Do you know how many paintings by Gerald Murphy are in the DMA’s collection? If so, participate on your own or bring a group of friends and play as a team, in our Art Trivia contest. There will be several rounds and the winners of each round will win great prizes!

Gerald Murphy, “Razor,” 1924, oil on canvas, Dallas Museum of Art, Foundation for the Arts Collection, gift of the artist

Stacey Lizotte is Head of Adult Programming and Multimedia Services at the Dallas Museum of Art.

Texas Late Night

Howdy, y’all! This past Friday, the DMA showed folks a rootin’ tootin’ good time at our Late Night celebration of the Flower of the Prairie: George Grosz in Dallas exhibition. With a theme as big as Texas, you can bet that there was lots to do here at the Museum. With live folk bands playing in the Atrium Cafe and in the galleries, visitors could hear old-time, toe-tapping, traditional Texas music almost anywhere they went. Adult crowds could be seen gathering for tours of the exhibition and  surrounding the watercolor demonstrations led by artist Scott Winterrowd. Lectures, talks, and films throughout the night also kept the adults scurrying from one program to the next. Families had a rip-roaring time in the Center for Creative Connections studio constructing their own Dallas building to contribute to a three-dimensional city skyline. Also in C3, kids created Texas-inspired bandanas and participated in Yoga for Kids. To get a peek at all the festivities, check out the slide show below.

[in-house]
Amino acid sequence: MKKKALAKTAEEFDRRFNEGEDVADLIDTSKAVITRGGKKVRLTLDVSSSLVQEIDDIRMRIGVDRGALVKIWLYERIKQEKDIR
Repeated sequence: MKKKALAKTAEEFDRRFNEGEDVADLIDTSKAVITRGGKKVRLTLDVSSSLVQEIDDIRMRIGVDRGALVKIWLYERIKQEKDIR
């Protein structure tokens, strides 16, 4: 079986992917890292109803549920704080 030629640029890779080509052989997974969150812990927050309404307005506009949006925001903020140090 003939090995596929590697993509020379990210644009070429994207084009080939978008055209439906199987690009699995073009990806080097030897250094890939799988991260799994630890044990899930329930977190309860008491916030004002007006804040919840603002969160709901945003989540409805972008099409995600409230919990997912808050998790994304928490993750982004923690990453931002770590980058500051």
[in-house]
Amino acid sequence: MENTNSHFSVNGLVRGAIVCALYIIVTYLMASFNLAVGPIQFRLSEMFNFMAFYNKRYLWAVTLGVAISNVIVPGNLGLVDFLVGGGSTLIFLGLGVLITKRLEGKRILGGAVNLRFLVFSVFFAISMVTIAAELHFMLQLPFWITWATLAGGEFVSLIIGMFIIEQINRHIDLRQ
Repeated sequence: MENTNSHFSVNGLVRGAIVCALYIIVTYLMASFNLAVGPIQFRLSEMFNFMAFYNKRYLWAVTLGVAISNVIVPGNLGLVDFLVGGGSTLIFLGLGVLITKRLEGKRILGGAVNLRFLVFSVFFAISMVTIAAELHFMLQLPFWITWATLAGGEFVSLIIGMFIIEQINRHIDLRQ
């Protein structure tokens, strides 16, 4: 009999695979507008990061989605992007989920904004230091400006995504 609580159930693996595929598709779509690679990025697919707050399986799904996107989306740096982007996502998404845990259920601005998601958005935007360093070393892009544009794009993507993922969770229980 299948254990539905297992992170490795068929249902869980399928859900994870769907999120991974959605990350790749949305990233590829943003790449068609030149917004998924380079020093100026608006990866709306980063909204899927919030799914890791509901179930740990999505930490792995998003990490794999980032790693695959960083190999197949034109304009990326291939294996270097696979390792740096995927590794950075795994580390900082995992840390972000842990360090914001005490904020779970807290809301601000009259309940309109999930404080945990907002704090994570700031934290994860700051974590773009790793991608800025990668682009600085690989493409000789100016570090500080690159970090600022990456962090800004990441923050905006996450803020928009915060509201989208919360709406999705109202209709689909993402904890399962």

.

This slideshow requires JavaScript.

.
One of my favorite moments from the night was bumping into a family I had taught during a Go van Gogh Summer Library Program. When I stumbled upon them, they were in C3 doing yoga and discussing what kind of building they would create in the studio. They excitedly told me all about going into the Flower of the Prairie: George Grosz in Dallas exhibition to see all of the works of art we had talked about during the Impressions of Dallas library program. “They know everything!” the kid’s impressed dad exclaimed. It is always a joy to see familiar faces in the Museum. To learn a little more about the Go van Gogh Library Program, check out Amy’s blog post from last week. Every participant receives a free family pass, which you could use at the next Late Night on August 17.

What was your favorite moment from the Late Night?

Hannah Burney
Go van Gogh Programs Assistant